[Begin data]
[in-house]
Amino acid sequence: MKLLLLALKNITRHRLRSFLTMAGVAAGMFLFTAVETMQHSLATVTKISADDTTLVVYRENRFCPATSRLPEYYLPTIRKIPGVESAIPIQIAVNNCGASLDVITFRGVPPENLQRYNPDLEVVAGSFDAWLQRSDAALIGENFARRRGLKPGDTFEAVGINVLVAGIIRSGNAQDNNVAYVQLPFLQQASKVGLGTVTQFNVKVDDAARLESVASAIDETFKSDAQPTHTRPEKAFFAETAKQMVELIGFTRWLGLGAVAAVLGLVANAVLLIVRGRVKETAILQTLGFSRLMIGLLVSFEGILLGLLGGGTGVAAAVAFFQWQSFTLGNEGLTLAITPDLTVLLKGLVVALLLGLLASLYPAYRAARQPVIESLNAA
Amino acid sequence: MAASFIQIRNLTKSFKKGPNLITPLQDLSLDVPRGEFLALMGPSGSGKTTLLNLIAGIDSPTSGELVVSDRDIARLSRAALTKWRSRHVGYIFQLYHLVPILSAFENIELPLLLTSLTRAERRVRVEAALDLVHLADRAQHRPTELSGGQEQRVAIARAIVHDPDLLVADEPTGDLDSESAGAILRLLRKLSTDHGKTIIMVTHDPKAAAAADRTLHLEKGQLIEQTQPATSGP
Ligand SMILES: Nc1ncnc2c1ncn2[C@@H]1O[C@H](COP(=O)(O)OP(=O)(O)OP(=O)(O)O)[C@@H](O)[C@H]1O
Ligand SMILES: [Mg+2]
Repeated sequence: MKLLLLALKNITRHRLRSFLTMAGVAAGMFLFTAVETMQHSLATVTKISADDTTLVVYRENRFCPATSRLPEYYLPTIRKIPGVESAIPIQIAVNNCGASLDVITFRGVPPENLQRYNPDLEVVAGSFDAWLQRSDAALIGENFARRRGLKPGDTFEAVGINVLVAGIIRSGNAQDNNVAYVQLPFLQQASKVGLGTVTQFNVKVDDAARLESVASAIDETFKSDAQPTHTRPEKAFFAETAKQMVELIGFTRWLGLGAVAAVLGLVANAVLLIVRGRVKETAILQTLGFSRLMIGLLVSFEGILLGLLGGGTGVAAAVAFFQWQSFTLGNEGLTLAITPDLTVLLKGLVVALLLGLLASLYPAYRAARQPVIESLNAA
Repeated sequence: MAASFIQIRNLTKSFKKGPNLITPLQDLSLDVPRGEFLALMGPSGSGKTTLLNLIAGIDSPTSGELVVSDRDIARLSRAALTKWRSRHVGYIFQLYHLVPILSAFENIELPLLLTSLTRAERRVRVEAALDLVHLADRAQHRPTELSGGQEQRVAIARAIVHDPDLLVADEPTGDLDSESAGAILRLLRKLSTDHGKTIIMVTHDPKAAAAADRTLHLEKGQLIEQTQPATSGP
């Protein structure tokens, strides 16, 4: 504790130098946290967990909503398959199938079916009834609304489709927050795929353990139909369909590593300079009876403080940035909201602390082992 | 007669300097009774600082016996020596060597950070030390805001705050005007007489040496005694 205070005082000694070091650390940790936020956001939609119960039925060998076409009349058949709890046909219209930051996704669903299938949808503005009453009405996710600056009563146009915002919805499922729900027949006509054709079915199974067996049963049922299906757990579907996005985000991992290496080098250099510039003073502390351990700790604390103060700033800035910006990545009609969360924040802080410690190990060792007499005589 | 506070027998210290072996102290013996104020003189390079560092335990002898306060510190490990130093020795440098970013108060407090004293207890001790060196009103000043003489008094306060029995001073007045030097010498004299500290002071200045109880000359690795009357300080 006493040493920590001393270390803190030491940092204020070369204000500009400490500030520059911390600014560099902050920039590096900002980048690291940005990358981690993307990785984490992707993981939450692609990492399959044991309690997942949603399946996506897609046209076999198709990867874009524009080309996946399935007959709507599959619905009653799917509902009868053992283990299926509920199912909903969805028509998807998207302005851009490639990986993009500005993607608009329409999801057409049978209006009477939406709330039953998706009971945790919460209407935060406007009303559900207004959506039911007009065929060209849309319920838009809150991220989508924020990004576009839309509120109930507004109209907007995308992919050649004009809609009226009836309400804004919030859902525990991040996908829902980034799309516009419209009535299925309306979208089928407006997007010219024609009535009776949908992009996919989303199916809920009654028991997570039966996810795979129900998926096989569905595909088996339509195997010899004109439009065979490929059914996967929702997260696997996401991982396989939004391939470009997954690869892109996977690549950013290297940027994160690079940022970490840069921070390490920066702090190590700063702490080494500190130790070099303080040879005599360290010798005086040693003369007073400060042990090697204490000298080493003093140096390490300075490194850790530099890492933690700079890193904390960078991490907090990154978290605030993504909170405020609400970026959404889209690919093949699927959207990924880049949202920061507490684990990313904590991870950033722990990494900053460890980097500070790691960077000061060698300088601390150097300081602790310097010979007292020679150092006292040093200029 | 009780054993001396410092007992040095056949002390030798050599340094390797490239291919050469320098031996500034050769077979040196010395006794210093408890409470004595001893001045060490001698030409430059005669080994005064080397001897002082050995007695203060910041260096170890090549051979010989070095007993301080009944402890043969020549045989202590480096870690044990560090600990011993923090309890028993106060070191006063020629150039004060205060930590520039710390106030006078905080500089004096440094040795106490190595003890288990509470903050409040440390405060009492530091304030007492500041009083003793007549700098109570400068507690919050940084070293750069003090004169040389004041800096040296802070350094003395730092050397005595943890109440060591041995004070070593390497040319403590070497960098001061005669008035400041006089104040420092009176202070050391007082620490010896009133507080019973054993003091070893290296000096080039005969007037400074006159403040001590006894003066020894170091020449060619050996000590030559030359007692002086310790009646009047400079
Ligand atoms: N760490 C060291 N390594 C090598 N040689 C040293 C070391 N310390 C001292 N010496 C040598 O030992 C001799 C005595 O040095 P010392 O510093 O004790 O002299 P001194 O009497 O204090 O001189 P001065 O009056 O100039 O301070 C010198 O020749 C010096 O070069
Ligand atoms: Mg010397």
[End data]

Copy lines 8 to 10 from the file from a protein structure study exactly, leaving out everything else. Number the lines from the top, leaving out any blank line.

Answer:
């Protein structure tokens, strides 16, 4: 504790130098946290967990909503398959199938079916009834609304489709927050795929353990139909369909590593300079009876403080940035909201602390082992 | 007669300097009774600082016996020596060597950070030390805001705050005007007489040496005694 205070005082000694070091650390940790936020956001939609119960039925060998076409009349058949709890046909219209930051996704669903299938949808503005009453009405996710600056009563146009915002919805499922729900027949006509054709079915199974067996049963049922299906757990579907996005985000991992290496080098250099510039003073502390351990700790604390103060700033800035910006990545009609969360924040802080410690190990060792007499005589 | 506070027998210290072996102290013996104020003189390079560092335990002898306060510190490990130093020795440098970013108060407090004293207890001790060196009103000043003489008094306060029995001073007045030097010498004299500290002071200045109880000359690795009357300080 006493040493920590001393270390803190030491940092204020070369204000500009400490500030520059911390600014560099902050920039590096900002980048690291940005990358981690993307990785984490992707993981939450692609990492399959044991309690997942949603399946996506897609046209076999198709990867874009524009080309996946399935007959709507599959619905009653799917509902009868053992283990299926509920199912909903969805028509998807998207302005851009490639990986993009500005993607608009329409999801057409049978209006009477939406709330039953998706009971945790919460209407935060406007009303559900207004959506039911007009065929060209849309319920838009809150991220989508924020990004576009839309509120109930507004109209907007995308992919050649004009809609009226009836309400804004919030859902525990991040996908829902980034799309516009419209009535299925309306979208089928407006997007010219024609009535009776949908992009996919989303199916809920009654028991997570039966996810795979129900998926096989569905595909088996339509195997010899004109439009065979490929059914996967929702997260696997996401991982396989939004391939470009997954690869892109996977690549950013290297940027994160690079940022970490840069921070390490920066702090190590700063702490080494500190130790070099303080040879005599360290010798005086040693003369007073400060042990090697204490000298080493003093140096390490300075490194850790530099890492933690700079890193904390960078991490907090990154978290605030993504909170405020609400970026959404889209690919093949699927959207990924880049949202920061507490684990990313904590991870950033722990990494900053460890980097500070790691960077000061060698300088601390150097300081602790310097010979007292020679150092006292040093200029 | 009780054993001396410092007992040095056949002390030798050599340094390797490239291919050469320098031996500034050769077979040196010395006794210093408890409470004595001893001045060490001698030409430059005669080994005064080397001897002082050995007695203060910041260096170890090549051979010989070095007993301080009944402890043969020549045989202590480096870690044990560090600990011993923090309890028993106060070191006063020629150039004060205060930590520039710390106030006078905080500089004096440094040795106490190595003890288990509470903050409040440390405060009492530091304030007492500041009083003793007549700098109570400068507690919050940084070293750069003090004169040389004041800096040296802070350094003395730092050397005595943890109440060591041995004070070593390497040319403590070497960098001061005669008035400041006089104040420092009176202070050391007082620490010896009133507080019973054993003091070893290296000096080039005969007037400074006159403040001590006894003066020894170091020449060619050996000590030559030359007692002086310790009646009047400079
Ligand atoms: N760490 C060291 N390594 C090598 N040689 C040293 C070391 N310390 C001292 N010496 C040598 O030992 C001799 C005595 O040095 P010392 O510093 O004790 O002299 P001194 O009497 O204090 O001189 P001065 O009056 O100039 O301070 C010198 O020749 C010096 O070069
Ligand atoms: Mg010397």